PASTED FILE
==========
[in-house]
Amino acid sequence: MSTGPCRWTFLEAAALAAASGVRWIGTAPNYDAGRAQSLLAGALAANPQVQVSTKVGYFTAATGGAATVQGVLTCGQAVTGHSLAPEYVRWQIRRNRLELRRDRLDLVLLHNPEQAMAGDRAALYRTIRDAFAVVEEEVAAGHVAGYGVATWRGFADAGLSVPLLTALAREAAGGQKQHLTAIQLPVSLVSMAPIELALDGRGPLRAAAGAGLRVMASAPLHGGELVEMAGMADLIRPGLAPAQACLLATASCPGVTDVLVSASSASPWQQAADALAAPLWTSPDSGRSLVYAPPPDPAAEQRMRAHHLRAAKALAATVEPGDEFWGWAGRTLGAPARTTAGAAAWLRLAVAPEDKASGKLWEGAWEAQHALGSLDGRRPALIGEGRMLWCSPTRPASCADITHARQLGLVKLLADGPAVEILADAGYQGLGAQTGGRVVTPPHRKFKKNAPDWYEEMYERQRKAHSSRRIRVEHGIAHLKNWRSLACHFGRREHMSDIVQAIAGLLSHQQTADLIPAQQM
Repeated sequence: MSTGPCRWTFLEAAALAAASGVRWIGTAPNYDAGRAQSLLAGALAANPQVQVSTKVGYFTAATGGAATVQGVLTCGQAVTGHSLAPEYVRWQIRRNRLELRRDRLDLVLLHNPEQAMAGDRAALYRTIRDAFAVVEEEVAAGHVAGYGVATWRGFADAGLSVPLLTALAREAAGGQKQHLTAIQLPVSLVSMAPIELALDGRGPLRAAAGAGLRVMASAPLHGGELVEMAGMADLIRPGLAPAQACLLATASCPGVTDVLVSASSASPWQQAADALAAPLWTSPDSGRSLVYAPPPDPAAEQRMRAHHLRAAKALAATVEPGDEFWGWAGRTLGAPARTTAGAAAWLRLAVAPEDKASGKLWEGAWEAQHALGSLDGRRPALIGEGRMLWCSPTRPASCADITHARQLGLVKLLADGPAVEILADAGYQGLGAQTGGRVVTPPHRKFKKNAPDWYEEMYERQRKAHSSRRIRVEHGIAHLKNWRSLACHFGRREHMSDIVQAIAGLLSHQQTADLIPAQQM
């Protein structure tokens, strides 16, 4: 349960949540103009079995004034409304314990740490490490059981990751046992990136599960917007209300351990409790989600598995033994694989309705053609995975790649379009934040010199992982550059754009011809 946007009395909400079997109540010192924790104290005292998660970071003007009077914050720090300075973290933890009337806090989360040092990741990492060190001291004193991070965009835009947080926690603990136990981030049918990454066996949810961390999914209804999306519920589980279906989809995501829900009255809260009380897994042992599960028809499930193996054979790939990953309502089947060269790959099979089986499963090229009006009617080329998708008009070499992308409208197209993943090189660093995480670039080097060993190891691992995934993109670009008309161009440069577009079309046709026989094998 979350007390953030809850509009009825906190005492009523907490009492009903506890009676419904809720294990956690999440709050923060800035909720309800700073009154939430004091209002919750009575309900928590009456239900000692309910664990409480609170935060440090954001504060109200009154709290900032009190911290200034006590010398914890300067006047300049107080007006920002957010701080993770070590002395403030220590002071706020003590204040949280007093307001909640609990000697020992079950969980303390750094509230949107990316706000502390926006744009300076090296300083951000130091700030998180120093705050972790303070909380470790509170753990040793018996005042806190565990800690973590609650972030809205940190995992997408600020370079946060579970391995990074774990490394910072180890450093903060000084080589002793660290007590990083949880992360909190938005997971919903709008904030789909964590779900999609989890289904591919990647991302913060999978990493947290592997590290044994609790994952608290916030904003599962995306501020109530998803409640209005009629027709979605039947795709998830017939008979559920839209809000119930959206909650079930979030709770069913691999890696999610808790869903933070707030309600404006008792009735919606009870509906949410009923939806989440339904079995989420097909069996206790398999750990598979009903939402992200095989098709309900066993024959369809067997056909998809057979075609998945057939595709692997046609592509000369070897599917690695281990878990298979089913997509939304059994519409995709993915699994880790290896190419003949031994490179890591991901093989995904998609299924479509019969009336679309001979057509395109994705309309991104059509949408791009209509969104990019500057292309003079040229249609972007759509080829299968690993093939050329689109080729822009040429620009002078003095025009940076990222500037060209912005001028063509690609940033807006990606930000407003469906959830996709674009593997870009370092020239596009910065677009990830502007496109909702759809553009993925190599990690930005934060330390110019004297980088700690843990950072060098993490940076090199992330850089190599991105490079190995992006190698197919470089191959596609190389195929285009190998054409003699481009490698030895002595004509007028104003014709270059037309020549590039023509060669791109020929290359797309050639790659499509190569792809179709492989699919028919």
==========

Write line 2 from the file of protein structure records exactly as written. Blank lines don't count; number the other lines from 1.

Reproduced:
Amino acid sequence: MSTGPCRWTFLEAAALAAASGVRWIGTAPNYDAGRAQSLLAGALAANPQVQVSTKVGYFTAATGGAATVQGVLTCGQAVTGHSLAPEYVRWQIRRNRLELRRDRLDLVLLHNPEQAMAGDRAALYRTIRDAFAVVEEEVAAGHVAGYGVATWRGFADAGLSVPLLTALAREAAGGQKQHLTAIQLPVSLVSMAPIELALDGRGPLRAAAGAGLRVMASAPLHGGELVEMAGMADLIRPGLAPAQACLLATASCPGVTDVLVSASSASPWQQAADALAAPLWTSPDSGRSLVYAPPPDPAAEQRMRAHHLRAAKALAATVEPGDEFWGWAGRTLGAPARTTAGAAAWLRLAVAPEDKASGKLWEGAWEAQHALGSLDGRRPALIGEGRMLWCSPTRPASCADITHARQLGLVKLLADGPAVEILADAGYQGLGAQTGGRVVTPPHRKFKKNAPDWYEEMYERQRKAHSSRRIRVEHGIAHLKNWRSLACHFGRREHMSDIVQAIAGLLSHQQTADLIPAQQM